Invitation: Queer Perspective on Law, SOAS, Feb 7 4-6 pm, Law, Ethics and Politics of Disclosure

The SOAS Centre for Gender Studies

and the

SOAS Centre for the study of Colonialism, Empire and International Law

invite you to join us for:

QUEER PERSPECTIVES ON LAW II

Law, Ethics and Politics of Disclosure

room 4426, SOAS

Friday 7th February

4pm – 6pm

This workshop follows on the success of the Queer Perspectives on Law
workshop. It will focus on legal, ethical and political issues
surrounding disclosure/non-disclosure of facts considered material to
sexual intimacy.

In 2012, the Israeli Supreme Court upheld the conviction of Sabbar
Kashur for rape by fraud. The ‘fraud’ in this case consisted in the
fact that he was considered to have ‘deceitfully’ misrepresented
himself as a Jew to a woman with whom he had sexual intercourse. In
2013, the English Court of Appeal upheld the conviction of Justine
McNally on six counts of assault by penetration. The ‘fraud’ in this
case consisted in the fact that she was considered to have
‘deceitfully’ misrepresented herself as a man to a woman with whom she
had sexual intercourse. The McNally case is preceded by similar cases
in the UK, the US and Israel. The indictment and convition of Kashur,
McNally and other individuals has led to public and legal debate
surrounding questions of sex and nationality or sex and gender, and
their interconnections.

The workshop will examine  how the state’s punitive power in such
instances is applied so as to preserve the national-gender-sexual
order.  It will include presentations from Prof Aeyal Gross and Prof
Alex Sharpe followed by comments from Dr Hedi Veritbo and Dr Sarah
Keenan and general discussion. Paper abstracts, below, and flyer
attached.

Performativity and Crossing Gender and Nationality Borders in the
Case-Law on Rape by Deception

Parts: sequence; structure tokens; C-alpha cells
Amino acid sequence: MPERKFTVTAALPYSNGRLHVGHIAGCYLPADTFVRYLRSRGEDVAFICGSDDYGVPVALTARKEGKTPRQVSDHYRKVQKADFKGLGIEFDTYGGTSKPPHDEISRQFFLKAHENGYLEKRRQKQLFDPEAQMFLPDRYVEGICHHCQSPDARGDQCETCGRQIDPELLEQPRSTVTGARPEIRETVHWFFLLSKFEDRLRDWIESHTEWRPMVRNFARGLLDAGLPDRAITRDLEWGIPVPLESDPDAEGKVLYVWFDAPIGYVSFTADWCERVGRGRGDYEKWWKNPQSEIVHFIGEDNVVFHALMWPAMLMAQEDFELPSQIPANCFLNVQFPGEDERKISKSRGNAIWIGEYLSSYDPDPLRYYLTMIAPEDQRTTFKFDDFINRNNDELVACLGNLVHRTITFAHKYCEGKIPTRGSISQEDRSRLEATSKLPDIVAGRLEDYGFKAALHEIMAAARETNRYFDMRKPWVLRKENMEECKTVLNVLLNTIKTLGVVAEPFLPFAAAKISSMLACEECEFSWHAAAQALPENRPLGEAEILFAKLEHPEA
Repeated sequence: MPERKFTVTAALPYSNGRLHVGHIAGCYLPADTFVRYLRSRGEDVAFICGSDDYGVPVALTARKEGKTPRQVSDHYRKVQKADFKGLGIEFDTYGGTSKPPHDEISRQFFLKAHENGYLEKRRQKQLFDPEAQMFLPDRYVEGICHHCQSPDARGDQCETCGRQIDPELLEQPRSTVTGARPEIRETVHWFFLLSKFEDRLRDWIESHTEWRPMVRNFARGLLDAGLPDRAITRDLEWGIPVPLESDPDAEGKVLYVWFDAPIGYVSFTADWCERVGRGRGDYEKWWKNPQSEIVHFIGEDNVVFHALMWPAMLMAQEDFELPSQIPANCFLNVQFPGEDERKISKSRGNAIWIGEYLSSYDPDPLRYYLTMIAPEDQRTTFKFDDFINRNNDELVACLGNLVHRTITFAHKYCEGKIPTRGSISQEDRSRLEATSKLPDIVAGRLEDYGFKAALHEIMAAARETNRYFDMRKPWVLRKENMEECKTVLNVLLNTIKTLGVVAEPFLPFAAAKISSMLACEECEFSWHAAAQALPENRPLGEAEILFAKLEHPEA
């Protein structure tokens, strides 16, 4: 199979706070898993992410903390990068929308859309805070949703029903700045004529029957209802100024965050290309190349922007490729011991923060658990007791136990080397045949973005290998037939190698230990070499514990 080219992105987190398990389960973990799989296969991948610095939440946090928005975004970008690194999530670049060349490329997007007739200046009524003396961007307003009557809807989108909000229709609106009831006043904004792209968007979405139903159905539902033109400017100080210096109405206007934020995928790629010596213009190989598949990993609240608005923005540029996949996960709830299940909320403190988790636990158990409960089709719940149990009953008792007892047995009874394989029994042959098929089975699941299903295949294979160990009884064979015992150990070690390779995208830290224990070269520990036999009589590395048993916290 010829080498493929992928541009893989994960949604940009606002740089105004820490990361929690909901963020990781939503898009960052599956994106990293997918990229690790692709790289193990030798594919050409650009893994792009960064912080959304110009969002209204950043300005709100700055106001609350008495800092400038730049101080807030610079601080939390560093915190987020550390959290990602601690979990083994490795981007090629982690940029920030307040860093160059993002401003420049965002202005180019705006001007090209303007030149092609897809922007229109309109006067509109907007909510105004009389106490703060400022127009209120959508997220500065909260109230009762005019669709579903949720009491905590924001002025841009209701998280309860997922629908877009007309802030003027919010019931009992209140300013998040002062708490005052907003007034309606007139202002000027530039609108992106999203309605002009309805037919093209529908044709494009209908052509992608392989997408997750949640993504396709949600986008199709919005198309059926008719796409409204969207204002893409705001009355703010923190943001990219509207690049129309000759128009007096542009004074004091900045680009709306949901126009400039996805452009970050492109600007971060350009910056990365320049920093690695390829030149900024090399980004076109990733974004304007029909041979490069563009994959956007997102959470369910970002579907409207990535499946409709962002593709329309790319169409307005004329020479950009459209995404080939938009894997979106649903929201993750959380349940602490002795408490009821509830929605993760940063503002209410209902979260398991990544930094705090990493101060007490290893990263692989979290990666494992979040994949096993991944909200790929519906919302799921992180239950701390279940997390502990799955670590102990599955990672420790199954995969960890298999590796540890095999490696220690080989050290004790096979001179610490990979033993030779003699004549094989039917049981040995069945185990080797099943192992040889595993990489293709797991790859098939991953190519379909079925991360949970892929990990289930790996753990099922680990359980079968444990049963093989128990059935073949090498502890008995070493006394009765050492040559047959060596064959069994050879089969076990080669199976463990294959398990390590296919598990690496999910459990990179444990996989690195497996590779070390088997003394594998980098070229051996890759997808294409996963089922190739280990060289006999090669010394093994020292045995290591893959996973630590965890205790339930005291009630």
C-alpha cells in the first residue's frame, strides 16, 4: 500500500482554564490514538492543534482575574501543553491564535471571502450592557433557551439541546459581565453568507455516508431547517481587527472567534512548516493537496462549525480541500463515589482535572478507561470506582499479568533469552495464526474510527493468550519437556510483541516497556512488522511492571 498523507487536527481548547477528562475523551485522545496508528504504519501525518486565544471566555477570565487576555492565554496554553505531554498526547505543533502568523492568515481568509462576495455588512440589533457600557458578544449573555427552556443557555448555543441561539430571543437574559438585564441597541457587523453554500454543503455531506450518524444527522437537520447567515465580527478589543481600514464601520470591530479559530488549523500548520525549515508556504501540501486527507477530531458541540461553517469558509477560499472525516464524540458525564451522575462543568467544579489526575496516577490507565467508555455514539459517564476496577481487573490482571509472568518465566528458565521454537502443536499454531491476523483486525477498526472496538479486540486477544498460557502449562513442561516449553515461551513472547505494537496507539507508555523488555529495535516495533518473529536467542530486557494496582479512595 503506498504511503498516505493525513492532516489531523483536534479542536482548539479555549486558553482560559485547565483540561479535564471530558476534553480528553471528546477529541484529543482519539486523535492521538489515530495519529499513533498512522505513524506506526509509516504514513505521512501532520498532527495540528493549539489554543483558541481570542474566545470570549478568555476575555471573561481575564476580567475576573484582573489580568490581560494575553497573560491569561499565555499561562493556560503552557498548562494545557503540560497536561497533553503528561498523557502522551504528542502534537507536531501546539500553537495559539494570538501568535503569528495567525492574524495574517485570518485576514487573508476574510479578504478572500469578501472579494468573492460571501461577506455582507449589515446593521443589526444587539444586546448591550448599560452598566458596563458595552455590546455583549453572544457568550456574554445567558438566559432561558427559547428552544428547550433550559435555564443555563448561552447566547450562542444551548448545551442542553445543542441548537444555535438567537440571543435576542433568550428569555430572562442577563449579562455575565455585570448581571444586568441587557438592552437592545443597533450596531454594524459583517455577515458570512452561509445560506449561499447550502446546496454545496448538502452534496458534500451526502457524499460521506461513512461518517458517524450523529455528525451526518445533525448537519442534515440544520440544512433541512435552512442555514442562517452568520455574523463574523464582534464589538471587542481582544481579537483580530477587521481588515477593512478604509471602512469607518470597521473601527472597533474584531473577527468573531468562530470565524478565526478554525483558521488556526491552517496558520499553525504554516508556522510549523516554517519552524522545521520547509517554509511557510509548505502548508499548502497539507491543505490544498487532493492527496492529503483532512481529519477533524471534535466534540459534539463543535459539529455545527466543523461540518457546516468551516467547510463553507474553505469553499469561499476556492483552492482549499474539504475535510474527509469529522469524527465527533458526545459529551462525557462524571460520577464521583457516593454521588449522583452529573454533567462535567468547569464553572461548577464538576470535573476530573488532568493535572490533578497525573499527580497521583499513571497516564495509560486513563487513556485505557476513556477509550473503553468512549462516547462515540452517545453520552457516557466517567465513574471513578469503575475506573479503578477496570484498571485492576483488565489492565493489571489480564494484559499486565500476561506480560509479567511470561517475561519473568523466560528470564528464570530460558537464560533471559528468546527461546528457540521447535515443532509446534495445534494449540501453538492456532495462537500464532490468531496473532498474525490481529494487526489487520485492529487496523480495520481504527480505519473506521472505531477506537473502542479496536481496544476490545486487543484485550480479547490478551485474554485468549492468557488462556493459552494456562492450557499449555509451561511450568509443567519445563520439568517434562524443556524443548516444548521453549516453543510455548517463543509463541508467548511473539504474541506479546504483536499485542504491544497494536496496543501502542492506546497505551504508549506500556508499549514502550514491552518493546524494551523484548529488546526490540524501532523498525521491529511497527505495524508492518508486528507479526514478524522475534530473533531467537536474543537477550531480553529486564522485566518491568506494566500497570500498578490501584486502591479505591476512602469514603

Professor Aeyal Gross, Tel Aviv Univeristy

Sabbar Kashur was convicted for deception relating to national
identity, with the court ruling that he had “deceitfully”
misrepresented himself as a Jew to a woman with whom he had sexual
intercourse alongside deception regarding his personal status. His
indictment and conviction led to public and legal debate on questions
of sex, nationality, and the connection between the two. This article
discusses the Kashur case and other instances in Israel and across the
world in which people have been convicted for a similar crime, while
in the latter, unlike in the Kashur case, deception regarding gender
identity was claimed. The article proposes an integrated examination
of the case-law dealing with national impersonation and gender
impersonation and considers how the criminal law rules governing rape
by deception that relate to the “identity of the offender” serve to
preserve the gender-national order from prohibited boundary-crossing
that challenges the stability and “naturalness” of identity categories
that lie at its base.

The article considers how the state’s punitive power in such instances
is applied so as to preserve the national-gender-sexual order. The
Kashur case is examined through the prism of the “passing” phenomenon,
where members of minority groups that regard themselves as deprived
tend to present themselves, in certain social circumstances, as
belonging to the majority group so as not to be exposed to racist or
discriminatory treatment. The court decisions convicting people who
“passed” as members of groups to which society does not regard them as
“naturally” belonging to are critiqued from a perspective that takes
nationality, like gender, to be a type of “performance,” which does
not have a separate ontological status from the various actions that
constitute its actuality. Like gender signals, national signals are
exhibited-performed and, in effect, constitute the identity that they
are allegedly expressing. The case-law that is analyzed demonstrates
how deviation from the nationality, just as from the gender, that
everyone supposedly “has” and is forcibly imposed on us leads to
punishment. This is particularly the case when the deviation occurs in
the framework of an intimate relationship with another person, in a
way that violates the national-gender-sexual order.

Sexual Intimacy, Gender Variance and the Criminal Law

Professor Alex Sharpe, Keele University

This presentation, which will begin with a brief film clip from the
1992 film, the Crying Game, will challenge the notion that
non-disclosure of gender history to sexual partners in advance of
sexual intimacy is unethical. It will then challenge the legality and
public policy interest in prosecuting transgender people on the basis
of ‘fraud’ in these circumstances. In doing so, it will (a) highlight
inconsistency in judicial constructions of non-consent, (b) contest
the view that a right to sexual autonomy necessarily trumps a right to
privacy (this will involve both a balancing of harms and recognition
of the fact that non-disclosure of gender history does not,
ontologically speaking, constitute deception) and (c) highlight how an
emphasis on complainant determination of the materiality of gender
history promotes transphobia/homophobia.

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